I am going to study this article this week, and see If I can come back with a more layman’s version- for folks like me who prefer a more everyday type language. Don’t get me wrong, I completely understand the importance of edumacated expression, and I often try the big words for myself- I just don’t always understand. It makes me think about some of the folks of my home town- how could this important information be expressed in a way that would help them take in the information and really think about it.
- Cultivate more everyday acts of practical reverence. Reciprocity through gratitude in action. Again, Braiding Sweetgrass is bringing tears to my eyes with Robin Wall Kimmerer’s gorgeous words and stories:
“The Honorable Harvest asks us to give back in reciprocity, for what we have been given. Reciprocity helps resolve the moral tension of taking life by giving in return something of value that sustains the ones who sustain us. One of our responsibilities as human people is to find ways to enter into reciprocity with the more than human world. We can do it through gratitude, through ceremony, through land stewardship, science, art and in every day acts of practical reverence.Braiding Sweetgrass- Robin Wall Kimmerer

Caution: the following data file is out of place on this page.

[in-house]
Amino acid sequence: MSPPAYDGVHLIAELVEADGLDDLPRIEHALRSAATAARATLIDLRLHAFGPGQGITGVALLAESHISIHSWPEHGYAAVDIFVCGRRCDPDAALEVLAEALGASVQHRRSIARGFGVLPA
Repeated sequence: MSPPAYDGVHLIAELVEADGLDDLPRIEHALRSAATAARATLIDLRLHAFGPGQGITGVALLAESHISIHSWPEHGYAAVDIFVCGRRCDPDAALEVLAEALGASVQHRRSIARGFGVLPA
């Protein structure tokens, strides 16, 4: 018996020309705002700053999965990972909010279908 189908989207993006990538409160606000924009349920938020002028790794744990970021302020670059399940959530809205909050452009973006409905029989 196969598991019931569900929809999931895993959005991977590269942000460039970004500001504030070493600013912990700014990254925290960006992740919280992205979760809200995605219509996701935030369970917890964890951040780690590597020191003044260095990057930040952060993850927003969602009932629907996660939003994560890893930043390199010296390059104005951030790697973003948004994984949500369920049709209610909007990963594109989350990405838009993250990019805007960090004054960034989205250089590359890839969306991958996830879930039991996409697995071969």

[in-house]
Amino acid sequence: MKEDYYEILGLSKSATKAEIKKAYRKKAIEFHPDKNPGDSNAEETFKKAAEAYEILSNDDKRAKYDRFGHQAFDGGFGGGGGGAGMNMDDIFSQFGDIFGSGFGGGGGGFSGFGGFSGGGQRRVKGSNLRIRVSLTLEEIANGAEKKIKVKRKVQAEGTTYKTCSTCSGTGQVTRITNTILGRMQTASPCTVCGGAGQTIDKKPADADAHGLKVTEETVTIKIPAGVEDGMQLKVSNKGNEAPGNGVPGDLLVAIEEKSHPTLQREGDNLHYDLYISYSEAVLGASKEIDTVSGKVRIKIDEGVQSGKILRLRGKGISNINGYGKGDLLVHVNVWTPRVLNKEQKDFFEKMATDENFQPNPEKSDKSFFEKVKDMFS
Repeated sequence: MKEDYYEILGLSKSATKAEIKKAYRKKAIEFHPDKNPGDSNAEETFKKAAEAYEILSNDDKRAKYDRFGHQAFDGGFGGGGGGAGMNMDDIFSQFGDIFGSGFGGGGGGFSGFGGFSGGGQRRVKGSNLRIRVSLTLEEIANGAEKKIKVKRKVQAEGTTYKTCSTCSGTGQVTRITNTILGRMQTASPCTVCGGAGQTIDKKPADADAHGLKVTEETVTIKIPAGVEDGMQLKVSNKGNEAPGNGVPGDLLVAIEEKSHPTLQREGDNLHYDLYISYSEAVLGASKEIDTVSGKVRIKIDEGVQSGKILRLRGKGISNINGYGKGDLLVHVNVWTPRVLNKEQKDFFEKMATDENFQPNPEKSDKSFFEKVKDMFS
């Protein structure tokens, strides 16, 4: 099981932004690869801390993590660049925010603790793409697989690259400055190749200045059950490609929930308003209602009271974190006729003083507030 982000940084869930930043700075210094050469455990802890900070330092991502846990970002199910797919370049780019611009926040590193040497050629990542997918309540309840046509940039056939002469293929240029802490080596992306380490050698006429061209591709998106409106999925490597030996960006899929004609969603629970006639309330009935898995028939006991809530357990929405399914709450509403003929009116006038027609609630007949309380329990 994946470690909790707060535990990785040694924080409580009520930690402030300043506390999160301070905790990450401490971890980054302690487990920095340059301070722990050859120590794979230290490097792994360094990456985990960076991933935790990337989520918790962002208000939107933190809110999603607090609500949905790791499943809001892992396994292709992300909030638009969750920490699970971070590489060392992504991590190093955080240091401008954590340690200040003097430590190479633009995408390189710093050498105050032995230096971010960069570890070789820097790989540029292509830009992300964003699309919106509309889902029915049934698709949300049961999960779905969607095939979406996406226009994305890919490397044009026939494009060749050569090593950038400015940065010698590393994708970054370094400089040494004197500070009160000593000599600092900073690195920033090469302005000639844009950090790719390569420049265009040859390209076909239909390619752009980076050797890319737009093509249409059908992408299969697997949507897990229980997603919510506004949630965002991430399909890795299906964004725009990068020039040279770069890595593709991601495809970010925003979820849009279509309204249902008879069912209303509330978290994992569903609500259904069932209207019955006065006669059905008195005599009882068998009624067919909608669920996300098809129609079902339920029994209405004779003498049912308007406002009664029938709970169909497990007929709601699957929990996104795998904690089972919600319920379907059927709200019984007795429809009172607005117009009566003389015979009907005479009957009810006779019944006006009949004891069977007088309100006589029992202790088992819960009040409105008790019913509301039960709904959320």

6. Consider this: “We are the ancestors of the future and what we do know will have an impact.”- Yeye Luisah Teish, author of Jambalaya. How can we become good ancestors? I participated as a witness in a powerful on-line “workshop” about Decolonizing the City through a Matriarchal lens. One of the panelists spoke about her indiginous ancestors living and acting in ways that considered us, here and now. What are the ways we can inspire each other to do this?